Robert Thurman on How to Be a Good Buddhist

"Control your ethics, and you can practice the path to whatever extent you can."
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A man of many firsts: In 1965, Robert Thurman became the first American to be ordained in the Tibet Buddhist tradition, a ceremony presided over by no less than the 14th Dalai Lama. Following a brief period as a monk (he renounced his celibacy to marry his second wife, with whom he had four children including actress Uma Thurman), Thurman received his Ph.D. in Sanskrit Studies from Harvard, subsequently becoming a professor of religion and Sanskrit at Columbia University as well as cofounding Tibet House in 1986.

Thurman is widely considered to be a pioneer in the translation of Tibetan Buddhist literature into the English language and his impact in bringing its teachings to a Western audience is one that is still felt today.

How is Tibetan Buddhism different than the Buddhism that you may see practiced in Vietnam, Thailand or Japan?

Well, in some essential way, it's the same. Everybody’s trying to become enlightened. That means be happy, be kind, and be wise. And behave nicely. They're all trying to do that. What Tibetan Buddhism is really though, as the Dali Lama never tires of saying, is the continuation of the whole shish kabob of Buddhism that developed in India over 1500 years. Tibet is the nearest place to North India. It was part of Indian civilization, a very constituted part.

But I digress. With Tibetan Buddhism reemerging back into the world today, the world has access to the original, big, huge flower of Buddhism that bloomed in India.

So Tibetan Buddhism, coming back to the question after a brief excursion, brings us back to the Buddhist civilization that the world needs now, which doesn't mean that the world needs religion. It means that the world needs to stop following this idea that human beings can't understand the world, that they have to follow authorities.

We need to stop this idea that human beings are basically violent and have to all be locked up or restrained. People have to understand that we can uncover deeper understandings that will make us happier. We can get along very well with other people, other races, other genders, other nations, whatever it is. That's the gift Tibetan Buddhism is bringing this back to the whole planet. It isn't making people members of some sect connected to some mysterious thing in Tibet that's going to allow them to escape.

What drew you to become a monk?

What made me do it? When I discovered Buddhism through the Tibetan lens. I discovered the writing of Rigdzin Tsewang Norbu, this text called “Advice to the King” — blew my mind.

In many ways, I would say I’m a lost monk. 

Me too. Well, here's the thing. In some Buddhist countries, you can be a monk for a while and then go on to be a layperson. But that’s not the case in Tibet. Which is why my old Mongolian master told me: “Don't be a monk. It's bad in Tibetan culture, it's embarrassing to quit.” I really never properly answered your question. My reason [for being a monk] was that, for me, it was a way of professionally studying all the time. That was really all our reason. But then what I didn't realize was the sociological side of it, that he did, that old Mongolian lama. Which was that, at the time, there was no place for a Westerner to do something like that. All my fellow peers, they just thought I was nuts. Because in the Protestant work ethic worldview, it's not honorable to be a monk. Anyway, then he took me to the Dalai Lama because I kept insisting, "I wanna be a monk." I probably was a monk in many previous lives undoubtedly. And undoubtedly you were.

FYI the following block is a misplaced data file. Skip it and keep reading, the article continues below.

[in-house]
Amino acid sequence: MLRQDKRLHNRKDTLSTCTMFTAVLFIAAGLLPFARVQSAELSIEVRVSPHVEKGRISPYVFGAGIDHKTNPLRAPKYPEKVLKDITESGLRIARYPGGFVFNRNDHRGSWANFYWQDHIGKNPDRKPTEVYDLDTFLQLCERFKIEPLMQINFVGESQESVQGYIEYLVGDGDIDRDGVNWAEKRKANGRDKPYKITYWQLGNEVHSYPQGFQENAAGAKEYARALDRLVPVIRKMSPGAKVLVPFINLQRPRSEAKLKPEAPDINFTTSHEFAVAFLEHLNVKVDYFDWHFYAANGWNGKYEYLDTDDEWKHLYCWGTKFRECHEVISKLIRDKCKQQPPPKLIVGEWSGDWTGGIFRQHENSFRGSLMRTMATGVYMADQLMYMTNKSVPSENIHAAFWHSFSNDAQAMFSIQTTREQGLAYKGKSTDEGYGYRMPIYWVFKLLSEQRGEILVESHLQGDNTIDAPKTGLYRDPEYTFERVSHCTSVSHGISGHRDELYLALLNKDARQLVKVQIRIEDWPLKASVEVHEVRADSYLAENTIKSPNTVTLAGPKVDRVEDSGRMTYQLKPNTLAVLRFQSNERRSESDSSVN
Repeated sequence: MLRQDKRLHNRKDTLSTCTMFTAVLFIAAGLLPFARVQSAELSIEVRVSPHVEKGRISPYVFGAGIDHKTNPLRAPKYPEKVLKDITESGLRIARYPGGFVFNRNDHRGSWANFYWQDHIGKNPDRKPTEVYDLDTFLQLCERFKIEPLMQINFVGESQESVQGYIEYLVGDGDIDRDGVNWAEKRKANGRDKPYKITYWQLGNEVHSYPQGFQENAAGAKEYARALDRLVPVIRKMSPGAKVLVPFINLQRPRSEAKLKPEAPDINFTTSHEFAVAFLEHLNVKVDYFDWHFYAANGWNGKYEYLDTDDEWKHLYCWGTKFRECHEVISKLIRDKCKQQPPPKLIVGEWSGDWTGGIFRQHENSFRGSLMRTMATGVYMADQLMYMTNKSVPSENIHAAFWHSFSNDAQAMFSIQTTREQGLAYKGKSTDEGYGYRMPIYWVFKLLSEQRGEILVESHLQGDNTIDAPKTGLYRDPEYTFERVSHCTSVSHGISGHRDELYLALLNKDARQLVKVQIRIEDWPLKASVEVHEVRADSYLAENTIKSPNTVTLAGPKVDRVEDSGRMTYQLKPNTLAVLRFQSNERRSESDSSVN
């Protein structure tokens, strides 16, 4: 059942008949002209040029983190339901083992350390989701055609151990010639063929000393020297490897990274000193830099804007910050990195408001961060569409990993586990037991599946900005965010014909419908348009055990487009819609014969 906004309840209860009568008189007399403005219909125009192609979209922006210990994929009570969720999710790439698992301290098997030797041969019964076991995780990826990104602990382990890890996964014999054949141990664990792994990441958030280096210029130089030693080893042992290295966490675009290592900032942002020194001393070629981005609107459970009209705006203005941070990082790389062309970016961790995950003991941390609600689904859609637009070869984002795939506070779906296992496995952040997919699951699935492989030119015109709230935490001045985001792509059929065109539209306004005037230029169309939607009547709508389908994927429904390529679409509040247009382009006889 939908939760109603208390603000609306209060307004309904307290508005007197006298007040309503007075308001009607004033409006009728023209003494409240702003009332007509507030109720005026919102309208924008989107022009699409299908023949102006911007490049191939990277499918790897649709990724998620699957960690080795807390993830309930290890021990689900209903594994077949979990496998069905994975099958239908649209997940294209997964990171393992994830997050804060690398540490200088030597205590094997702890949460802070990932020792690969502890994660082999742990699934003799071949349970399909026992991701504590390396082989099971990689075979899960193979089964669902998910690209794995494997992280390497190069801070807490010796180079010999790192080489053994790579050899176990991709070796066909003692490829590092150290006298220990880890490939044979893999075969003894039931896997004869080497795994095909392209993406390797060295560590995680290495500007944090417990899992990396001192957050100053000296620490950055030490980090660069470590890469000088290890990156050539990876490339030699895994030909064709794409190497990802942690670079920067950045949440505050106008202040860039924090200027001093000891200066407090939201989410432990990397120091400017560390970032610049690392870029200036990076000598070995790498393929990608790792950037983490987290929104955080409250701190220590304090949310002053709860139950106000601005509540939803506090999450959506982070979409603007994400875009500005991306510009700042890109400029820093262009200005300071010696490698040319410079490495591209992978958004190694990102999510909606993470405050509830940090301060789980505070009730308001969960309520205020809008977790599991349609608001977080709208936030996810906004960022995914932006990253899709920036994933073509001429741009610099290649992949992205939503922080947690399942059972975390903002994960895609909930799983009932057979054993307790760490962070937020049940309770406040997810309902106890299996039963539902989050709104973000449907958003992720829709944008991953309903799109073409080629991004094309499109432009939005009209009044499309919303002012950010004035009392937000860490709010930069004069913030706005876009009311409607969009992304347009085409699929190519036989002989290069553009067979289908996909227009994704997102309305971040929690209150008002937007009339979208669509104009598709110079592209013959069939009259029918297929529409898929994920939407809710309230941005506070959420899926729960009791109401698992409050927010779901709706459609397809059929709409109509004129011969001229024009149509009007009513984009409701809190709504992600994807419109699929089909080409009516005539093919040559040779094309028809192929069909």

How can somebody be a good Buddhist and not know the dharma?

Life purpose. Buddha is as Buddha does. Control your ethics, and you can practice the path to whatever extent you can. The point is it's not necessary to be a good Buddhist. It's necessary to be a good person. That could mean Buddhist knowledge and Buddhist services help you be a better or a good Christian. It could help you be a good Jew, it could help you be a good Muslim, a good Hindu. Because those services are physiological services, philosophical scientific services, ethical services, polemical services, medicine — whatever you want.

So my thing is, try to be a good person, look for a methodology on how to do that and educate yourself. Not to be redundant, but your task is not how to be a good Buddhist, it's how to be a good person.

…Of which love and compassion are a part of.

Exactly. Because, at the end of the day, we are around, in some for, forever. That is not a Buddhist thing. Lots of other traditions feel that the default logical thing is that we will continue in some form, even though we will not ever be the same. Our continuum will continue and, therefore, we're responsible for what happens to it. And, the second thing I think that's really neat, is that we also are other people. We're not just what's inside our skin. We're all interwoven and we know that in a family. People may know that on a team or in a military platoon or in a club or something.

And they identify with other people. And that human being has flexible identification ability. The more broadly we identify with others, the greater we are. That's the real reason for not killing in Buddhism. That's the evolutionary reason not to kill and to save lives. You save a life and then you somehow are that life. And it is you. And you kill a life and you separate yourself from that and then you become a narrower being yourself. That's the beauty of karma, which is Buddhist biology and Buddhist ethics really, not just religious orders. So that's key. Just be a good person. You are a good person.

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